The study proposes that perhaps photons are throwing electrons far enough from their normal thermal equilibrium that they remain entangled long enough to respond to the subtle cues coming from the planet's magnetic field. Quantum entangled particles created by scientists last for mere nanoseconds. One such scientist, Erik Gauger, tells Nova, "It seems nature has found a way to make these quantum states live much longer than we'd expect, and much longer than we can do in the lab. No one thought that was possible."
Proof of birds' sensitivity
Map of Earth's magnetic field, 1895.
A number of experiments to confirm what's going on are cited in the paper, some of which the authors find more convincing than others. However, the most compelling evidence of birds' amazing sensitivity comes from experiments with caged European robins, whose navigation abilities were easily disrupted. "Linearly polarized radio frequency fields 100 times weaker than the Earth's field (≈500 nT), with frequencies of 7.0 MHz or 1.315 MHz, are sufficient to disrupt the migratory orientation of caged European robins." (Again our emphasis.) Playing with the magnetic field also easily baffled the birds, with researchers finding a "20–30% increase or decrease in the intensity of the ambient magnetic field is sufficient to disorient caged birds."
Clearly, avians possess an almost unbelievably delicate sensing mechanism of some sort. The intersection of quantum mechanics and biology — even human biology — is a fascinating notion. As mentioned above, some wonder if it may also relate to consciousness and other currently bewildering phenomena. If we can come to fully understand the mechanics or chemistry of birds' impressive capabilities, what other mysteries might we be able to unlock?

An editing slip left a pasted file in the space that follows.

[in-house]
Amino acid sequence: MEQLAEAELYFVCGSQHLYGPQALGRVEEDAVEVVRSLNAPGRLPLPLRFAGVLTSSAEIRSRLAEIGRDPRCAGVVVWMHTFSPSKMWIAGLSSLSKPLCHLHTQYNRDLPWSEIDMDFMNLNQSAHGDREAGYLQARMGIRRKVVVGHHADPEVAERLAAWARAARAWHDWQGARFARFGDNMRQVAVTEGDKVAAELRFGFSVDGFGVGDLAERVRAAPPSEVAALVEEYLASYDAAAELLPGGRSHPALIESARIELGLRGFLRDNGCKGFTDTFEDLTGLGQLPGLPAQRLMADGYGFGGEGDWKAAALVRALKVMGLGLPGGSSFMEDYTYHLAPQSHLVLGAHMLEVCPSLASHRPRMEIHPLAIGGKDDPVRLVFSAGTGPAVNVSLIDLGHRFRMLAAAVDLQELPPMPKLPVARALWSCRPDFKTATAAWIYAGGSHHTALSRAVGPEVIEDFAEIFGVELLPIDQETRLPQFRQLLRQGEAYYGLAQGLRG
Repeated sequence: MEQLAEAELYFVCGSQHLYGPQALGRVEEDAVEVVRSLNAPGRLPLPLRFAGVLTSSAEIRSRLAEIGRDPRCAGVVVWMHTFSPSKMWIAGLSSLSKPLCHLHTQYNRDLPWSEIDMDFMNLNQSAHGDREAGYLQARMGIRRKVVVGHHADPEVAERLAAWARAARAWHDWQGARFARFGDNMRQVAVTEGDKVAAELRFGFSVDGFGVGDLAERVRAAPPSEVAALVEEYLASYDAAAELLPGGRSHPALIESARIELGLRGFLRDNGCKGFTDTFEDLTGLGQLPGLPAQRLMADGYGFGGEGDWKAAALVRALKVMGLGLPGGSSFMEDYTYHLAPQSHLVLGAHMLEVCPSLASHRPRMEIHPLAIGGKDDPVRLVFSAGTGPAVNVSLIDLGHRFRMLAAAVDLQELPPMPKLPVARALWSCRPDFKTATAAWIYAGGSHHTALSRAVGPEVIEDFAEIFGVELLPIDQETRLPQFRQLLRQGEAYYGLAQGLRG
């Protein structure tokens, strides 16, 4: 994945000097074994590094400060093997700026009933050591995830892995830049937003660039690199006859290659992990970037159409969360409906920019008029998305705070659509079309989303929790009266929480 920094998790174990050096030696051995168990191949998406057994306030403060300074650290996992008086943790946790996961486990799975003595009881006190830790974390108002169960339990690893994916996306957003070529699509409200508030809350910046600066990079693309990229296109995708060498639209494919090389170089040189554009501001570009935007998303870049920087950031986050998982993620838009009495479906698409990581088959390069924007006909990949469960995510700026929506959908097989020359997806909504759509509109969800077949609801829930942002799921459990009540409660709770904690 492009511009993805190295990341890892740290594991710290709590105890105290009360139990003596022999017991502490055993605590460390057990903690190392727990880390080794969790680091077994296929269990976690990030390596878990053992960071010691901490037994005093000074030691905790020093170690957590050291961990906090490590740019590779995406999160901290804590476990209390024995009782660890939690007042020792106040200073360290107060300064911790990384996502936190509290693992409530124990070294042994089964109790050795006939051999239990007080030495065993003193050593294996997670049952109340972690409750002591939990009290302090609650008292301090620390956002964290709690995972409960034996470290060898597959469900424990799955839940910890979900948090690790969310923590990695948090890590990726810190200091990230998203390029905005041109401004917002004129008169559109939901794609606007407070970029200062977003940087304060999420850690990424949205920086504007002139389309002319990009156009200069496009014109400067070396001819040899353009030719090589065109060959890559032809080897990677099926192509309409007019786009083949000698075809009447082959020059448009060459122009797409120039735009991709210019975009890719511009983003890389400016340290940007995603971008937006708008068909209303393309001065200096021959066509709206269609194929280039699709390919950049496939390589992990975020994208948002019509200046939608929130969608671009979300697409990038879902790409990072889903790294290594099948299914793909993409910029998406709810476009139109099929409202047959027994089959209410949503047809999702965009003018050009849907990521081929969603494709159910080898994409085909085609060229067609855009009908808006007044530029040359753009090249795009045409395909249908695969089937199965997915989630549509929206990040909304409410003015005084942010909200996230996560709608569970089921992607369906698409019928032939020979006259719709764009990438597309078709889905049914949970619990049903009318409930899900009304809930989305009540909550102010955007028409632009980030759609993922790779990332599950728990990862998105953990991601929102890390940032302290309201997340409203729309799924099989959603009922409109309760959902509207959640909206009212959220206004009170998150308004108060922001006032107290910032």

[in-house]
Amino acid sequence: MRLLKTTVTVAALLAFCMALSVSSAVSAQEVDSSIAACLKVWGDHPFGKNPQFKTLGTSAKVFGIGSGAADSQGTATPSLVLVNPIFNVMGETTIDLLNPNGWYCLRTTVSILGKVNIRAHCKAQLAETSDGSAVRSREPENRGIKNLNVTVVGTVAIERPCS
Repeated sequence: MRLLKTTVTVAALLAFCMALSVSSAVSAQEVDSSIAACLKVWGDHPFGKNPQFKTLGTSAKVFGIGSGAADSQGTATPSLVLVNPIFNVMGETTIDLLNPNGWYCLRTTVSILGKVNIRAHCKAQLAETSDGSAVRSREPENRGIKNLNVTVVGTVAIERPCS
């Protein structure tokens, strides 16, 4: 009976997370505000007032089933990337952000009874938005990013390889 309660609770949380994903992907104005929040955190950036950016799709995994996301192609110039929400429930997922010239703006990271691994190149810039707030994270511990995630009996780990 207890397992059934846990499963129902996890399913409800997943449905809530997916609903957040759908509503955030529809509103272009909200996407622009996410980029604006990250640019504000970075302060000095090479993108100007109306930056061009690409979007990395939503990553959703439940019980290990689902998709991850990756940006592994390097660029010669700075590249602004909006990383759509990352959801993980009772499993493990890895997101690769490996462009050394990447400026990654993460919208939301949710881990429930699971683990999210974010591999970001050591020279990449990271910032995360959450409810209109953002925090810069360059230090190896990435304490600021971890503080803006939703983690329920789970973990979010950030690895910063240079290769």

What duck sex teaches us about human relationships
Sallie Krawcheck and Bob Kulhan will be talking money, jobs, and how the pandemic will disproportionally affect women's finances.
Can an orgasm a day really keep the doctor away?
- Achieving orgasm through masturbation provides a rush of feel-good hormones (such as dopamine, serotonin and oxytocin) and can re-balance our levels of cortisol (a stress-inducing hormone). This helps our immune system function at a higher level.
- The surge in "feel-good" hormones also promotes a more relaxed and calm state of being, making it easier to achieve restful sleep, which is a critical part in maintaining a high-functioning immune system.
- Just as bad habits can slow your immune system, positive habits (such as a healthy sleep schedule and active sex life) can help boost your immune system which can prevent you from becoming sick.
How masturbation affects your brain...<p>Orgasms are a very common human phenomenon. The physical and mental health benefits have been researched frequently as a result, and yet, there is still so much to be learned about how our bodies and brains react to the chemicals and hormones released during and after experiencing this type of sexual release.</p><p>"The amount of speculation versus actual data on both the function and value of orgasm is remarkable" explains Julia Heiman, director of the <a href="https://kinseyinstitute.org/" target="_blank">Kinsey Institute for Research in Sex, Gender, and Reproduction</a>.</p><p>Masturbation causes a rush of <a href="https://www.webmd.com/mental-health/what-is-dopamine" target="_blank">dopamine</a>, which is a chemical that is associated with our ability to feel pleasure. Along with the rush of dopamine that is released during an orgasm, there is also a release of a hormone called <a href="https://www.livescience.com/42198-what-is-oxytocin.html" target="_blank">oxytocin</a>, which is commonly referred to as the "love hormone."<br></p><p>This concoction of chemicals does more than just boost our mood, it also can play a key role in decreasing stress and promoting relaxation. Oxytocin decreases <a href="https://www.webmd.com/a-to-z-guides/what-is-cortisol" target="_blank">cortisol</a>, which is a stress hormone that is usually present (in high volumes) during times of anxiety, fear, panic, or distress. </p><p>According to BDSM and fetish researcher <a href="https://www.psychologytoday.com/us/therapists/dr-gloria-brame-colbert-ga/278388" target="_blank">Dr. Gloria Brame</a>, an orgasm is the biggest non-drug induced blast of dopamine that we can experience. </p><p>By boosting the oxytocin and dopamine levels and subsequently decreasing our cortisol levels, the brain is placed in a more relaxed, euphoric, and calm state. </p>